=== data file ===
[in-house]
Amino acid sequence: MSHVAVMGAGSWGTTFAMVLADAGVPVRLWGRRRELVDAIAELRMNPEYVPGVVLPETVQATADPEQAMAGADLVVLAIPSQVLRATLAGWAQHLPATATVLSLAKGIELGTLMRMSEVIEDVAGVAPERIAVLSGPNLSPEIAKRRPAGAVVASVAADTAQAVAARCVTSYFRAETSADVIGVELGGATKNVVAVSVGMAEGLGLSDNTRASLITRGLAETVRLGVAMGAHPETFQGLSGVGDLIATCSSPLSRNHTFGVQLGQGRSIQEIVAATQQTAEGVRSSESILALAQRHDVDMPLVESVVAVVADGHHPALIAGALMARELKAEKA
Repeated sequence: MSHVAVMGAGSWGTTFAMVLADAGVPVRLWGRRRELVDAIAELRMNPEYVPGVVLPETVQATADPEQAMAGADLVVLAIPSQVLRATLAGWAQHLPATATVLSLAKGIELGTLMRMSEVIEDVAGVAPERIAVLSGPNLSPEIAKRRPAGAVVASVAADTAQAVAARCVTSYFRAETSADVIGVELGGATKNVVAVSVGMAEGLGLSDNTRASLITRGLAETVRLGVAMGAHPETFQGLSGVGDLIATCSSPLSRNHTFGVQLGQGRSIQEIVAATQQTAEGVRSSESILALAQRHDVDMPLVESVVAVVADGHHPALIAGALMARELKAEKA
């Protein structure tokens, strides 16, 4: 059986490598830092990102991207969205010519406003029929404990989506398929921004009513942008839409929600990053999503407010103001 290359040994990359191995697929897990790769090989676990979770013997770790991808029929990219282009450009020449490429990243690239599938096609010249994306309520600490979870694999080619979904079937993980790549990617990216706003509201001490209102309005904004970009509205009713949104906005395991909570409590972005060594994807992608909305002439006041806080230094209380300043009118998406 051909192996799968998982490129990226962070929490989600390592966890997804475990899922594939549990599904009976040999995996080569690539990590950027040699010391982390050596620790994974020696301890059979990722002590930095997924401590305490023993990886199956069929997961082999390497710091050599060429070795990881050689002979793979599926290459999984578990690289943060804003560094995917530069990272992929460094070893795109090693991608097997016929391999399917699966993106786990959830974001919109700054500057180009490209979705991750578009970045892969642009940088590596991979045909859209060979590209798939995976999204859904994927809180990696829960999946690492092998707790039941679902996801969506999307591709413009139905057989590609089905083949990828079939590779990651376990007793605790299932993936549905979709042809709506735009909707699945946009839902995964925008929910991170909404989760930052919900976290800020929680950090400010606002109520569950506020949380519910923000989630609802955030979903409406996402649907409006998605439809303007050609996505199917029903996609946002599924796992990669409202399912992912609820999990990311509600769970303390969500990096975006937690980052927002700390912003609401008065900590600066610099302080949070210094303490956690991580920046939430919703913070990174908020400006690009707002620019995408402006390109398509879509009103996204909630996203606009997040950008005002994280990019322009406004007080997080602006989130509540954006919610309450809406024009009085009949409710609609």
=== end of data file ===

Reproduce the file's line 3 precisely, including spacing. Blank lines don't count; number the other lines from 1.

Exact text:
Repeated sequence: MSHVAVMGAGSWGTTFAMVLADAGVPVRLWGRRRELVDAIAELRMNPEYVPGVVLPETVQATADPEQAMAGADLVVLAIPSQVLRATLAGWAQHLPATATVLSLAKGIELGTLMRMSEVIEDVAGVAPERIAVLSGPNLSPEIAKRRPAGAVVASVAADTAQAVAARCVTSYFRAETSADVIGVELGGATKNVVAVSVGMAEGLGLSDNTRASLITRGLAETVRLGVAMGAHPETFQGLSGVGDLIATCSSPLSRNHTFGVQLGQGRSIQEIVAATQQTAEGVRSSESILALAQRHDVDMPLVESVVAVVADGHHPALIAGALMARELKAEKA